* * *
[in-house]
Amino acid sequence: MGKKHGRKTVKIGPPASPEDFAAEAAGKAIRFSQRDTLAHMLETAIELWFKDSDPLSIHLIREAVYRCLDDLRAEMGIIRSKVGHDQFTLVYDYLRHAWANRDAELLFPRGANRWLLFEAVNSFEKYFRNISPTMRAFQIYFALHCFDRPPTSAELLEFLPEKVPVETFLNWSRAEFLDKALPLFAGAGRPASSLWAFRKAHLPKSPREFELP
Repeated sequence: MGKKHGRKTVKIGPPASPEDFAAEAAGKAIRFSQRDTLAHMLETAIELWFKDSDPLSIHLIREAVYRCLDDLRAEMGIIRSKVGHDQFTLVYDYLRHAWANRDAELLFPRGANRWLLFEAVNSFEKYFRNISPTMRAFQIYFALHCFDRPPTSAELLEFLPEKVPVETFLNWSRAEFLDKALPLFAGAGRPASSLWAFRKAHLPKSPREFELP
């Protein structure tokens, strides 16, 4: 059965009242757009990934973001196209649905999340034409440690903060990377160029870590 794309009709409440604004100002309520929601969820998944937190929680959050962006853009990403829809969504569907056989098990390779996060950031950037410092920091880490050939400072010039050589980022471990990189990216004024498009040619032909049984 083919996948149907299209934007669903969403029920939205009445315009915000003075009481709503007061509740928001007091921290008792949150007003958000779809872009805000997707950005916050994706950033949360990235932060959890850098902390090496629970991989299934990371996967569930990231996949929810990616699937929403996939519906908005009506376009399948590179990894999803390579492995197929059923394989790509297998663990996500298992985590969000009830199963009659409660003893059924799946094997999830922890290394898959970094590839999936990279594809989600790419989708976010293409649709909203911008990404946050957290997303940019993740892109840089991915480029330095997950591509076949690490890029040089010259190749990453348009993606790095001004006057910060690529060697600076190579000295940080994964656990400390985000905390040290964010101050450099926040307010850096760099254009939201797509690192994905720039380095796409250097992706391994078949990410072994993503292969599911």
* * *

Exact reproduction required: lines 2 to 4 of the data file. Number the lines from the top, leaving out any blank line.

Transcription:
Amino acid sequence: MGKKHGRKTVKIGPPASPEDFAAEAAGKAIRFSQRDTLAHMLETAIELWFKDSDPLSIHLIREAVYRCLDDLRAEMGIIRSKVGHDQFTLVYDYLRHAWANRDAELLFPRGANRWLLFEAVNSFEKYFRNISPTMRAFQIYFALHCFDRPPTSAELLEFLPEKVPVETFLNWSRAEFLDKALPLFAGAGRPASSLWAFRKAHLPKSPREFELP
Repeated sequence: MGKKHGRKTVKIGPPASPEDFAAEAAGKAIRFSQRDTLAHMLETAIELWFKDSDPLSIHLIREAVYRCLDDLRAEMGIIRSKVGHDQFTLVYDYLRHAWANRDAELLFPRGANRWLLFEAVNSFEKYFRNISPTMRAFQIYFALHCFDRPPTSAELLEFLPEKVPVETFLNWSRAEFLDKALPLFAGAGRPASSLWAFRKAHLPKSPREFELP
């Protein structure tokens, strides 16, 4: 059965009242757009990934973001196209649905999340034409440690903060990377160029870590 794309009709409440604004100002309520929601969820998944937190929680959050962006853009990403829809969504569907056989098990390779996060950031950037410092920091880490050939400072010039050589980022471990990189990216004024498009040619032909049984 083919996948149907299209934007669903969403029920939205009445315009915000003075009481709503007061509740928001007091921290008792949150007003958000779809872009805000997707950005916050994706950033949360990235932060959890850098902390090496629970991989299934990371996967569930990231996949929810990616699937929403996939519906908005009506376009399948590179990894999803390579492995197929059923394989790509297998663990996500298992985590969000009830199963009659409660003893059924799946094997999830922890290394898959970094590839999936990279594809989600790419989708976010293409649709909203911008990404946050957290997303940019993740892109840089991915480029330095997950591509076949690490890029040089010259190749990453348009993606790095001004006057910060690529060697600076190579000295940080994964656990400390985000905390040290964010101050450099926040307010850096760099254009939201797509690192994905720039380095796409250097992706391994078949990410072994993503292969599911």